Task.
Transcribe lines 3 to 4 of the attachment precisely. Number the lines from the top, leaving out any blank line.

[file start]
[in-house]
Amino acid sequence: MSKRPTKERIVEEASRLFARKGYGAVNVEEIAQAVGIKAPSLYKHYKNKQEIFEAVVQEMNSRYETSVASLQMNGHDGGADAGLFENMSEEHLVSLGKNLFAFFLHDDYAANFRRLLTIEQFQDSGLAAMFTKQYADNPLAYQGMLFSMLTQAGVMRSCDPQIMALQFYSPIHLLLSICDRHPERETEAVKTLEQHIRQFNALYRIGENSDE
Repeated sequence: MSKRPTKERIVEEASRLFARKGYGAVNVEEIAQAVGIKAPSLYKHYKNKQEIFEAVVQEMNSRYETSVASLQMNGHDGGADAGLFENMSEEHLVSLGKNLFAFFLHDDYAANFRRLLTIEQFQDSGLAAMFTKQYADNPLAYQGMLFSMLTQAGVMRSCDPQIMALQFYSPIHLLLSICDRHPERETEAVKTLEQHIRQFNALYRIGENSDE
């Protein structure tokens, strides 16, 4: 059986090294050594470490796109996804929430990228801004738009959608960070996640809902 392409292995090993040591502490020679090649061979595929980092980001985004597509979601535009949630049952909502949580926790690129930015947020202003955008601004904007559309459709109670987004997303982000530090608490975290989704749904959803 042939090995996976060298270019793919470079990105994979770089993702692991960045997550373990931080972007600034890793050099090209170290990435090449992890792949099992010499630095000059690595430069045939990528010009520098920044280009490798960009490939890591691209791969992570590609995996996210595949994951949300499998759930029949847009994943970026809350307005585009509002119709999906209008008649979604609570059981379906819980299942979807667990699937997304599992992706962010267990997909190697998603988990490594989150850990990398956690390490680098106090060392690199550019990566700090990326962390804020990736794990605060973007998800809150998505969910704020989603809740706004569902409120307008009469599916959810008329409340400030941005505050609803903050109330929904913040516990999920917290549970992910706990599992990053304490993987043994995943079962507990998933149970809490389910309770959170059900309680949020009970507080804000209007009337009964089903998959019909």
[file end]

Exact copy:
Repeated sequence: MSKRPTKERIVEEASRLFARKGYGAVNVEEIAQAVGIKAPSLYKHYKNKQEIFEAVVQEMNSRYETSVASLQMNGHDGGADAGLFENMSEEHLVSLGKNLFAFFLHDDYAANFRRLLTIEQFQDSGLAAMFTKQYADNPLAYQGMLFSMLTQAGVMRSCDPQIMALQFYSPIHLLLSICDRHPERETEAVKTLEQHIRQFNALYRIGENSDE
């Protein structure tokens, strides 16, 4: 059986090294050594470490796109996804929430990228801004738009959608960070996640809902 392409292995090993040591502490020679090649061979595929980092980001985004597509979601535009949630049952909502949580926790690129930015947020202003955008601004904007559309459709109670987004997303982000530090608490975290989704749904959803 042939090995996976060298270019793919470079990105994979770089993702692991960045997550373990931080972007600034890793050099090209170290990435090449992890792949099992010499630095000059690595430069045939990528010009520098920044280009490798960009490939890591691209791969992570590609995996996210595949994951949300499998759930029949847009994943970026809350307005585009509002119709999906209008008649979604609570059981379906819980299942979807667990699937997304599992992706962010267990997909190697998603988990490594989150850990990398956690390490680098106090060392690199550019990566700090990326962390804020990736794990605060973007998800809150998505969910704020989603809740706004569902409120307008009469599916959810008329409340400030941005505050609803903050109330929904913040516990999920917290549970992910706990599992990053304490993987043994995943079962507990998933149970809490389910309770959170059900309680949020009970507080804000209007009337009964089903998959019909």